In the past, private employers were often willing to pay for such insurance as a carrot to encourage headcount reductions through attrition rather than layoffs.
But in recent years, fewer did because the annual costs per covered person began to rise to $20,000, $30,000 or more. As a result, "early retirees are among the groups hurt the most by the current health system," said Nancy Metcalf at Consumer Reports, "and anything that helps them hold on to coverage until 2014 is helpful."
Under the ERRP program, U.S. taxpayers now pay 80 percent of the outlays associated with higher-cost early retirees, those who cost their former employers between $15,000 and $90,000 a year in insurance premiums and other healthcare-related outlays.
The plan is scheduled to sunset in 2014, when the health insurance exchanges created by the Obama law are scheduled to open, providing affordable insurance to everyone. But in the four years ERRP is around, it can put as much as $240,000 per early retiree back in the pocket of a company.
"Every extra dollar that employers save on healthcare is a dollar they can spend on hiring new workers, innovating, and investing in their future," said Richard Popper, a director at HHS's Center for Consumer Information and Insurance Oversight.
So far, about one-fifth of the $530 million that was dispersed in the first seven months of the program has gone to private U.S. businesses. The actual amounts each company received are not yet available.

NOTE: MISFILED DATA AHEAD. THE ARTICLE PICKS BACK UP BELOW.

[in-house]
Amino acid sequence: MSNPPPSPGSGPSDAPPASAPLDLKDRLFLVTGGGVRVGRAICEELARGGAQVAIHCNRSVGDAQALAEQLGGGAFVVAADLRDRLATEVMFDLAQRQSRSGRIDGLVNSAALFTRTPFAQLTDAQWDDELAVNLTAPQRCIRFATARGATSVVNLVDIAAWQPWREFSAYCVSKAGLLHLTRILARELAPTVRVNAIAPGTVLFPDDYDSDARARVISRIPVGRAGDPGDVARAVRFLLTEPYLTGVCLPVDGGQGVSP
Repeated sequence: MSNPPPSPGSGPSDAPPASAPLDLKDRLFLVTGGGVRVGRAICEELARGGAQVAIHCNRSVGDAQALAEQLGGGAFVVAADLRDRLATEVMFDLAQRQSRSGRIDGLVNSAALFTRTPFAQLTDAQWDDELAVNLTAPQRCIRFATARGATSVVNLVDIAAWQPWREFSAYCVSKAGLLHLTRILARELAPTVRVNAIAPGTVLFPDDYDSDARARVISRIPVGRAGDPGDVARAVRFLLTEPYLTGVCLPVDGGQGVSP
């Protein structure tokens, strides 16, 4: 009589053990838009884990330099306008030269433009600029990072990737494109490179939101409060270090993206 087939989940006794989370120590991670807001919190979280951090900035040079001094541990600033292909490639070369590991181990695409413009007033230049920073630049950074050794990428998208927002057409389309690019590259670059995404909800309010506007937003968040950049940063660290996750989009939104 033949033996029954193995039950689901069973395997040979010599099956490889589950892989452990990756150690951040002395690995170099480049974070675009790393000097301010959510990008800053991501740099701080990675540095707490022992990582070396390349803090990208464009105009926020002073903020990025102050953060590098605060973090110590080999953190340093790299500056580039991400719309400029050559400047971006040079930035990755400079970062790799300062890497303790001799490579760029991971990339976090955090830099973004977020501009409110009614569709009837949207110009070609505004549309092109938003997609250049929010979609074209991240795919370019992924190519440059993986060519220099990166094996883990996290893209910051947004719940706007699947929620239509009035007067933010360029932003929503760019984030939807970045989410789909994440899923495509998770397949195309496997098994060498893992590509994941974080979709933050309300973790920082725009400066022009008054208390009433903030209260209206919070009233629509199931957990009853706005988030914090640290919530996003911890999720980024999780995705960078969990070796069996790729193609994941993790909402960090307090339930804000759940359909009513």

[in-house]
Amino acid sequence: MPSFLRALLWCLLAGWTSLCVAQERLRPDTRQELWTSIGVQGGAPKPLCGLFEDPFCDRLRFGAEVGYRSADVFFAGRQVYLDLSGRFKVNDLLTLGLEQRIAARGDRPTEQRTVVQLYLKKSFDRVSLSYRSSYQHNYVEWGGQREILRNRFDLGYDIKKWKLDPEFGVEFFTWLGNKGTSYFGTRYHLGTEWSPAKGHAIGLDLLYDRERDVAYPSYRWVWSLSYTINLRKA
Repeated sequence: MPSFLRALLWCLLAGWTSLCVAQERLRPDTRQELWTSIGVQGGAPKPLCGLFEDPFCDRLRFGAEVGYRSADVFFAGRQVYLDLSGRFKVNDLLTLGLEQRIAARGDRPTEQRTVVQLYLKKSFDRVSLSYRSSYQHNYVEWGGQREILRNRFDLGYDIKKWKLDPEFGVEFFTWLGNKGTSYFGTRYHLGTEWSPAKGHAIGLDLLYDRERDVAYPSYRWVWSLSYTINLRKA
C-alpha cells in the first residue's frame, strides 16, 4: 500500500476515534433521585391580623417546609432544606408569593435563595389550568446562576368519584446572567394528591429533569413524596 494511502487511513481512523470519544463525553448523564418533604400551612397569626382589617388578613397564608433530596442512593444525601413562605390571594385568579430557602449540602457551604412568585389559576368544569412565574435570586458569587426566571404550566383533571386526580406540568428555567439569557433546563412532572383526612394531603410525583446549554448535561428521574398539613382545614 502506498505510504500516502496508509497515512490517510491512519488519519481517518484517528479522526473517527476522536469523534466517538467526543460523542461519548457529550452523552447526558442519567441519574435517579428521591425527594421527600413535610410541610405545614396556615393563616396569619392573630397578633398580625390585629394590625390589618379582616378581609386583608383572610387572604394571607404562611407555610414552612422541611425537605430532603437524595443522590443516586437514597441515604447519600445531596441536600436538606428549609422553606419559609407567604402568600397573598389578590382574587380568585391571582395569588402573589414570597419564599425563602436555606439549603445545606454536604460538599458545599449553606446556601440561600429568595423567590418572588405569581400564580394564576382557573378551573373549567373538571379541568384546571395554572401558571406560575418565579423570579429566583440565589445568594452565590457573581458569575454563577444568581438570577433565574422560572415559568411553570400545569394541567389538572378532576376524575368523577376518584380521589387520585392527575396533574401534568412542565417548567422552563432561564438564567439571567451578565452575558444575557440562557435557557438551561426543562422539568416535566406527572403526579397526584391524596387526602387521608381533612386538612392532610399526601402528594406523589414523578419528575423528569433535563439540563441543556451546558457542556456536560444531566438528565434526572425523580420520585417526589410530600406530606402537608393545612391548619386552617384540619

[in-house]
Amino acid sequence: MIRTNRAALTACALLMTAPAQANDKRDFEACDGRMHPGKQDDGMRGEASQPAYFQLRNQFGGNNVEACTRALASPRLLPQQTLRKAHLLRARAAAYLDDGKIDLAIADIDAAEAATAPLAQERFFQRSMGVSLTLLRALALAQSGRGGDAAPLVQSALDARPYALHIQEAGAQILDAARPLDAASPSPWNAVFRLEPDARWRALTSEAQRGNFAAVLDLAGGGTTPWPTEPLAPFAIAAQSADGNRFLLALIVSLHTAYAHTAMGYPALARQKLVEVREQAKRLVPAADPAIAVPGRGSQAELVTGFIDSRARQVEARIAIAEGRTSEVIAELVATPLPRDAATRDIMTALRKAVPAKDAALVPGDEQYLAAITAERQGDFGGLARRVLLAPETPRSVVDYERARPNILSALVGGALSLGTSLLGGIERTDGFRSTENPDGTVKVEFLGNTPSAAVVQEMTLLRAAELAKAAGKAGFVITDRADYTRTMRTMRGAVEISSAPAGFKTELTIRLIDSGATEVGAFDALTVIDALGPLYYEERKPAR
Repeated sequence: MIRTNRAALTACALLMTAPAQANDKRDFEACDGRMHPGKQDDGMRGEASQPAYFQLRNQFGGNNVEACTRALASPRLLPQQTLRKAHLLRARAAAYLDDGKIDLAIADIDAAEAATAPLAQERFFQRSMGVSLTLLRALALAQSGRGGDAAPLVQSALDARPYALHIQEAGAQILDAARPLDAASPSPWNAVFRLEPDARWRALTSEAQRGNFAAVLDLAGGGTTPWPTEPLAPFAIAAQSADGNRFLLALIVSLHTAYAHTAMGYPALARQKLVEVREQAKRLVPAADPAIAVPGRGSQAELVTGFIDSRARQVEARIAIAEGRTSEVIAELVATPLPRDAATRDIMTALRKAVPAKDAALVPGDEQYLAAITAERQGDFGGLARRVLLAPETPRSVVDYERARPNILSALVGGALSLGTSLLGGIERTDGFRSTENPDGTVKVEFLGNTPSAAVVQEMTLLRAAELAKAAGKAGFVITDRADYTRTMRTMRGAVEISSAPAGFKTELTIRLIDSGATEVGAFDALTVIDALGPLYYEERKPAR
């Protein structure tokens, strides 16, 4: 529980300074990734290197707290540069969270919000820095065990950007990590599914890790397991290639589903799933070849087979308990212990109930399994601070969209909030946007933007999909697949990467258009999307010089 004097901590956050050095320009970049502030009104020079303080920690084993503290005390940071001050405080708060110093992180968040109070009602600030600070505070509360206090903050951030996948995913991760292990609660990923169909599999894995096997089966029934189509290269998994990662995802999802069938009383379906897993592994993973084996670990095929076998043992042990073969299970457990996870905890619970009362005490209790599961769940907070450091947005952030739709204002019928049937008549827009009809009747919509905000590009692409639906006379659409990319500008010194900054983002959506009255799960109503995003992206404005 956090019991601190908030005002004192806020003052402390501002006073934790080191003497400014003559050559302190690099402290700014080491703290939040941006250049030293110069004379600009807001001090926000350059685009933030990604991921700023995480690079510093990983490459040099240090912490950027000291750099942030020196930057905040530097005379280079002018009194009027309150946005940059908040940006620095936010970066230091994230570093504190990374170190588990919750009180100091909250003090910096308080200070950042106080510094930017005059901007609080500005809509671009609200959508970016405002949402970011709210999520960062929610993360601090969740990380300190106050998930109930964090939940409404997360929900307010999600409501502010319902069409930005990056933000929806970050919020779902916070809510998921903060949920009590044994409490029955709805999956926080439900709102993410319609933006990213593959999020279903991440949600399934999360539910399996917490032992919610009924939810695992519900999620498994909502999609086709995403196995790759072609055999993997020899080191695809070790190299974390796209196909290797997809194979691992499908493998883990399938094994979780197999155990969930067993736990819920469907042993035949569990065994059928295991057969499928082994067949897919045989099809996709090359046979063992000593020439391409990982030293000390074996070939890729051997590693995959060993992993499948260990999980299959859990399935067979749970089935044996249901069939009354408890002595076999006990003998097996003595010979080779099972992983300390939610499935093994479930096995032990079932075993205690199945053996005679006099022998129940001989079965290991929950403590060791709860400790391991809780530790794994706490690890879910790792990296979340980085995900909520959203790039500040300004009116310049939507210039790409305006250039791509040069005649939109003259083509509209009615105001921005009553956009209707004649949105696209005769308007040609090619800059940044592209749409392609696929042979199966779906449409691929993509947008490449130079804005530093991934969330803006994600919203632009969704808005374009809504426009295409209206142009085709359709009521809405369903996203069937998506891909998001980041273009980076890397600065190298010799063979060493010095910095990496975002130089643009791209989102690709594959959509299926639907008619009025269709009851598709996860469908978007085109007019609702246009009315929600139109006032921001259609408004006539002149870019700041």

But the official list of companies participating in the program includes half the members of the Dow Jones industrial average.
Among the corporate beneficiaries: AT&T, Caterpillar Inc and Deere & Co -- three companies that were part of the very public writedown wave that followed Obama's signing of the law last year and the elimination of the double subsidy regarding retiree drug benefits.
That loophole, created in 2003 with the Medicare Modernization Act, allowed companies to receive a 28 percent subsidy from taxpayers to help cover the cost of prescription drugs for retirees -- without counting the money as income.
And when they spent the money, the companies were allowed to turn around and get a deduction for it on their taxes -- even though the money was a gift from taxpayers.
The Obama administration saw that as a double subsidy and eliminated it. So starting in 2013, U.S. companies will only be able to enjoy the subsidy once, by not having it count as income.
Reuters contacted AT&T, Caterpillar and Deere this week and asked them what they had told their shareholders about the boost their finances are getting from ERRP.
Ken Golden, a spokesman for Deere & Co, did not acknowledge the request. McCall Butler, a spokeswoman for AT&T, said the telecommunications giant had "no comment on this."
Bridget Young, a spokeswoman for Caterpillar, said her company was "still in the process of analyzing our claims experience to better understand to what degree the reimbursement will affect Caterpillar. As such, it is too early for us to comment on how the reimbursement will be allocated."
Do any of you remember the huge whining tantrum on this site by some when ATT made a big deal about having to "write down" an amount based on the 'baaad' healthcare bill?
Well, apparently it turns out there was nothing to these shrieks from our corporate "friends". Just business as usual - 'all changes, regulations, modifications are going to hurt us and prevent us from rewarding our shareholders; and hurt our profits and EVERYTHING!!!!'